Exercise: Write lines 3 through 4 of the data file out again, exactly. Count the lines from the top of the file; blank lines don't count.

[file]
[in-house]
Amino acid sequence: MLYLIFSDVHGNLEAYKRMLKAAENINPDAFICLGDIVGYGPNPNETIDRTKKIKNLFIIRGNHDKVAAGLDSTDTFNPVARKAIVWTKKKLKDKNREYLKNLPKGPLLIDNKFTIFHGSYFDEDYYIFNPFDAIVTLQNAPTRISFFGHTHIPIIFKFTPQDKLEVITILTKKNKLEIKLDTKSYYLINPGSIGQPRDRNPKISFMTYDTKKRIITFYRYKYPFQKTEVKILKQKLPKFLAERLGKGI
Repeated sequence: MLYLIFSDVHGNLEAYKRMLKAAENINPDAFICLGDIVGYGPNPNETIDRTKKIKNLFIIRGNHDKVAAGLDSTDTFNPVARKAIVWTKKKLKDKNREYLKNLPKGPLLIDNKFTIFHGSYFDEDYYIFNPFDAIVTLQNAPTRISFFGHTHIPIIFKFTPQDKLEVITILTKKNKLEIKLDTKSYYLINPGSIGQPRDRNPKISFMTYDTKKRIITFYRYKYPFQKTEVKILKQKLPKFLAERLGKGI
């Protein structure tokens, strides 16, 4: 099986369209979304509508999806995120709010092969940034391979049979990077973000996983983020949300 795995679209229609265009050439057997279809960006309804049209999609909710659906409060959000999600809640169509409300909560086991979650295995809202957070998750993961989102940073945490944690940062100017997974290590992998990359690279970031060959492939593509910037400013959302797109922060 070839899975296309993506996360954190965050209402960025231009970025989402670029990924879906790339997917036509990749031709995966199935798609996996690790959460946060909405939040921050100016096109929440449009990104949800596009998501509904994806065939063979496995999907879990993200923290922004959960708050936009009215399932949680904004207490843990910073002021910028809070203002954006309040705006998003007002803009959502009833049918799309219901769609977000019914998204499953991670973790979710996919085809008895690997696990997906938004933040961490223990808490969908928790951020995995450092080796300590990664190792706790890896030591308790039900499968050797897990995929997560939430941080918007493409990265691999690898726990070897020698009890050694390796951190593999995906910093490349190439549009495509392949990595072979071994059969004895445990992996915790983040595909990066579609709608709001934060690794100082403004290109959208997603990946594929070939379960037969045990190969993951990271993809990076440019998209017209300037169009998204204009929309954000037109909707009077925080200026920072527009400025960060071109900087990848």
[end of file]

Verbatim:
Repeated sequence: MLYLIFSDVHGNLEAYKRMLKAAENINPDAFICLGDIVGYGPNPNETIDRTKKIKNLFIIRGNHDKVAAGLDSTDTFNPVARKAIVWTKKKLKDKNREYLKNLPKGPLLIDNKFTIFHGSYFDEDYYIFNPFDAIVTLQNAPTRISFFGHTHIPIIFKFTPQDKLEVITILTKKNKLEIKLDTKSYYLINPGSIGQPRDRNPKISFMTYDTKKRIITFYRYKYPFQKTEVKILKQKLPKFLAERLGKGI
């Protein structure tokens, strides 16, 4: 099986369209979304509508999806995120709010092969940034391979049979990077973000996983983020949300 795995679209229609265009050439057997279809960006309804049209999609909710659906409060959000999600809640169509409300909560086991979650295995809202957070998750993961989102940073945490944690940062100017997974290590992998990359690279970031060959492939593509910037400013959302797109922060 070839899975296309993506996360954190965050209402960025231009970025989402670029990924879906790339997917036509990749031709995966199935798609996996690790959460946060909405939040921050100016096109929440449009990104949800596009998501509904994806065939063979496995999907879990993200923290922004959960708050936009009215399932949680904004207490843990910073002021910028809070203002954006309040705006998003007002803009959502009833049918799309219901769609977000019914998204499953991670973790979710996919085809008895690997696990997906938004933040961490223990808490969908928790951020995995450092080796300590990664190792706790890896030591308790039900499968050797897990995929997560939430941080918007493409990265691999690898726990070897020698009890050694390796951190593999995906910093490349190439549009495509392949990595072979071994059969004895445990992996915790983040595909990066579609709608709001934060690794100082403004290109959208997603990946594929070939379960037969045990190969993951990271993809990076440019998209017209300037169009998204204009929309954000037109909707009077925080200026920072527009400025960060071109900087990848």